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dc.contributor.authorChan, S
dc.contributor.authorCameron, A
dc.contributor.authorWang, Z
dc.contributor.authorVenuthurupalli, SK
dc.contributor.authorTan, KS
dc.contributor.authorHealy, HG
dc.contributor.authorHoy, WE
dc.date.accessioned2019-12-03T01:42:53Z
dc.date.available2019-12-03T01:42:53Z
dc.date.issued2018
dc.identifier.issn1471-2369
dc.identifier.doi10.1186/s12882-018-1006-2
dc.identifier.urihttp://hdl.handle.net/10072/389462
dc.description.abstractBackground: Obesity emerged as the leading global health concern in 2017. Although higher body mass index (BMI) is a health risk in the general population, its implications for chronic kidney disease (CKD) are not entirely clear. Our aim was to compare BMI in an Australian CKD population with BMI in a sample of the general Australian population, and, in the same group of CKD patients, to describe associations of higher BMI categories with demographic and clinical features. Methods: A cross-sectional study of BMI in CKD patients was conducted from three major sites who were enrolled in the CKD.QLD registry between May 2011 and July 2015. BMI was categorized according to the World Health Organisation (WHO) guidelines. The prevalence of obesity was compared with a sample of the general Australian population from the most recent National Health Survey (NHS). Associations of BMI with demographic and clinical characteristics of the CKD patients were also analysed. Results: There were 3382 CKD patients in this study (median age 68, IQR 56–76 years); 50.5% had BMI ≥30, the WHO threshold for obesity, in contrast with 28.4% having BMI ≥30 in the NHS cohort. Higher BMI categories were correlated with age < 70 years, male gender, and lower socioeconomic status. After adjustment for age and gender, characteristics which significantly correlated with higher BMI category included hypertension, dyslipidemia, diabetes, diabetic nephropathy, coronary heart disease, other cardiovascular diseases, gout, obstructive sleep apnoea, depression and chronic lung disease. Conclusions: Patients with CKD in public renal specialty practices in Queensland have strikingly higher rates of obesity than the general Australian population. Within the CKD population, low socio-economic position strongly predisposes to higher BMI categories. Higher BMI categories also strongly correlated with important co-morbidities that contribute to burden of illness. These data flag major opportunities for primary prevention of CKD and for reductions in morbidity in people who already have CKD, which should be considered in public health policy in relation to obesity.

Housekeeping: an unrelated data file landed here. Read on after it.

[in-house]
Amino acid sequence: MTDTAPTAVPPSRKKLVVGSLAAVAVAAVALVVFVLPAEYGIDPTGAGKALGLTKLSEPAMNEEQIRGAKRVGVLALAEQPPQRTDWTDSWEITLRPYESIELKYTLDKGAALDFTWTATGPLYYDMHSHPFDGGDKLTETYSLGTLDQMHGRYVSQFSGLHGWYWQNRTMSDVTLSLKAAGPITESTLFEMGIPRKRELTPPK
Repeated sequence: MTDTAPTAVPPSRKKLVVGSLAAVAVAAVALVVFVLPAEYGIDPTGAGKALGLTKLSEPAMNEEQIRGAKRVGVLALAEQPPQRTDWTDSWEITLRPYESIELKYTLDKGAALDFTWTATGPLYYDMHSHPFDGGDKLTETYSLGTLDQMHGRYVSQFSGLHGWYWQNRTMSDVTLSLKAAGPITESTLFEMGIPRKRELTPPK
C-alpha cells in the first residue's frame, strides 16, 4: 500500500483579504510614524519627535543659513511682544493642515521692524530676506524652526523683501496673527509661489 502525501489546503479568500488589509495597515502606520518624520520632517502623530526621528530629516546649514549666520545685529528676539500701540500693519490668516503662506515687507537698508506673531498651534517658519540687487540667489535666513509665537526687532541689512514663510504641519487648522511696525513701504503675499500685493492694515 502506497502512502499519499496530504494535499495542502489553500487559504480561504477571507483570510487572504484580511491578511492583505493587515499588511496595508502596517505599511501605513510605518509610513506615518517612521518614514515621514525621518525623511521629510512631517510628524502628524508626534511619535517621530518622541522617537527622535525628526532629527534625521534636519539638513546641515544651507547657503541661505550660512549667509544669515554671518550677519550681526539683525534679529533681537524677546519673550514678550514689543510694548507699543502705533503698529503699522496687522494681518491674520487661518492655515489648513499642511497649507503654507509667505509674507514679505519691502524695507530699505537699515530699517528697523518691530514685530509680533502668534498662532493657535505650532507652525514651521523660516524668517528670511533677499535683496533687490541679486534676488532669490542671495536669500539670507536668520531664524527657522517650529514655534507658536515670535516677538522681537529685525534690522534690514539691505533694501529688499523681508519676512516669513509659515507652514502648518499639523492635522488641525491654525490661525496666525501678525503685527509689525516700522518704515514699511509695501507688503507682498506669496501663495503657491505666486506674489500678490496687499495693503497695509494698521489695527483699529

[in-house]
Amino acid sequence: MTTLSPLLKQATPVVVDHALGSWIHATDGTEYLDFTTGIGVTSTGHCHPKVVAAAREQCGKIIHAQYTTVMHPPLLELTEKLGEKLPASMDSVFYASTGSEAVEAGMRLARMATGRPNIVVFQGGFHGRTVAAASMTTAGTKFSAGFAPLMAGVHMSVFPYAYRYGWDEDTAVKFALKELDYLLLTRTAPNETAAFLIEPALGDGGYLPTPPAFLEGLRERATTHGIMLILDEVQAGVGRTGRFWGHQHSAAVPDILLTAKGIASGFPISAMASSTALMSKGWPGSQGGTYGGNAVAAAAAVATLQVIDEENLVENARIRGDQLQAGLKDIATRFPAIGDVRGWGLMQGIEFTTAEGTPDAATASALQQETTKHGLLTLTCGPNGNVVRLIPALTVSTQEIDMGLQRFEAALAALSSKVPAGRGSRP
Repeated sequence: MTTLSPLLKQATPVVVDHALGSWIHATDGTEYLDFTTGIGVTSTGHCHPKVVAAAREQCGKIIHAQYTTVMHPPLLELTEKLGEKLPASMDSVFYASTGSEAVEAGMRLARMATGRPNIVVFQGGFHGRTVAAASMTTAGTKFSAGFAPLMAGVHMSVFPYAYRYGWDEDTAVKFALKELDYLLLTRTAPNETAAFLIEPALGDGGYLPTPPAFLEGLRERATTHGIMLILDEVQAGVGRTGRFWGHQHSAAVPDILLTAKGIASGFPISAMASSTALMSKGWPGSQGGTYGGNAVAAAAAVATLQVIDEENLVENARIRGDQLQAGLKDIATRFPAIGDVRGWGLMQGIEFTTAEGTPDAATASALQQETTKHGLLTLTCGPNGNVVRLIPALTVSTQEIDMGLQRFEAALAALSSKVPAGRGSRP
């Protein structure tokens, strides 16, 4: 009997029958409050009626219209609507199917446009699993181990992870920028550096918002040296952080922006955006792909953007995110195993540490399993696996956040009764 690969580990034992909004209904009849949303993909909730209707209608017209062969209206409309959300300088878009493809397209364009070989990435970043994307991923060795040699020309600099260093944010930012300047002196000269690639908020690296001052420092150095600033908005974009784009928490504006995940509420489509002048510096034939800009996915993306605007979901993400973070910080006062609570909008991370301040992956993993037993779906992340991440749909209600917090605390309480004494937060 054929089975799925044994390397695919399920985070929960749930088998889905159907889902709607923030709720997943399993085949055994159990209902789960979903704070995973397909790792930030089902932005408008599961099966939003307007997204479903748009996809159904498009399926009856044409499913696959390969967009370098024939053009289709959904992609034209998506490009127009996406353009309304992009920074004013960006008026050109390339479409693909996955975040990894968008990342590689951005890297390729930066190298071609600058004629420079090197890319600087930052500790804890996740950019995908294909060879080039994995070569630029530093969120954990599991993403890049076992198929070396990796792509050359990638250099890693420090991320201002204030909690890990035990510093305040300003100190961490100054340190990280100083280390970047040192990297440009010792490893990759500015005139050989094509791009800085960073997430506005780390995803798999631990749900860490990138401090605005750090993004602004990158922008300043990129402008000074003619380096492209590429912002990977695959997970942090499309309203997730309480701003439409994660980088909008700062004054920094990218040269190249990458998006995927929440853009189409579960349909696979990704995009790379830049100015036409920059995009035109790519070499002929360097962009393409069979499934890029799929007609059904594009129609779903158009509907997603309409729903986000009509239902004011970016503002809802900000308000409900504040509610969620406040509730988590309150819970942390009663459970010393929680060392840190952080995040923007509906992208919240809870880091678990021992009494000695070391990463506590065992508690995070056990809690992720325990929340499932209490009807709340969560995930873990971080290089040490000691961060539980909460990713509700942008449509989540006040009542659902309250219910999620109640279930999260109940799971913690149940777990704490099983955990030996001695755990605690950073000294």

dc.description.peerreviewedYes
dc.languageEnglish
dc.language.isoeng
dc.publisherBioMed Central
dc.publisher.placeUnited Kingdom
dc.relation.ispartofpagefrom209: 1
dc.relation.ispartofpageto209: 6
dc.relation.ispartofissue1
dc.relation.ispartofjournalBMC Nephrology
dc.relation.ispartofvolume19
dc.subject.fieldofresearchClinical sciences
dc.subject.fieldofresearchcode3202
dc.subject.keywordsAssociations
dc.subject.keywordsBody mass index
dc.subject.keywordsChronic kidney disease
dc.subject.keywordsClinical
dc.subject.keywordsDemographics
dc.titleBody mass index in an Australian population with chronic kidney disease
dc.typeJournal article
dc.type.descriptionC1 - Articles
dcterms.bibliographicCitationChan, S; Cameron, A; Wang, Z; Venuthurupalli, SK; Tan, KS; Healy, HG; Hoy, WE, Body mass index in an Australian population with chronic kidney disease, BMC Nephrology, 2018, 19 (1), pp. 209: 1-209: 6
dcterms.dateAccepted2018-08-08
dcterms.licensehttp://creativecommons.org/licenses/by/4.0/
dc.date.updated2019-11-29T00:12:47Z
dc.description.versionVersion of Record (VoR)
gro.rights.copyright© The Author(s). 2018. Open Access. This article is distributed under the terms of the Creative Commons Attribution 4.0 International License, which permits unrestricted use, distribution, and reproduction in any medium, provided you give appropriate credit to the original author(s) and the source, provide a link to the Creative Commons license, and indicate if changes were made.
gro.hasfulltextFull Text
gro.griffith.authorTan, Ken-Soon


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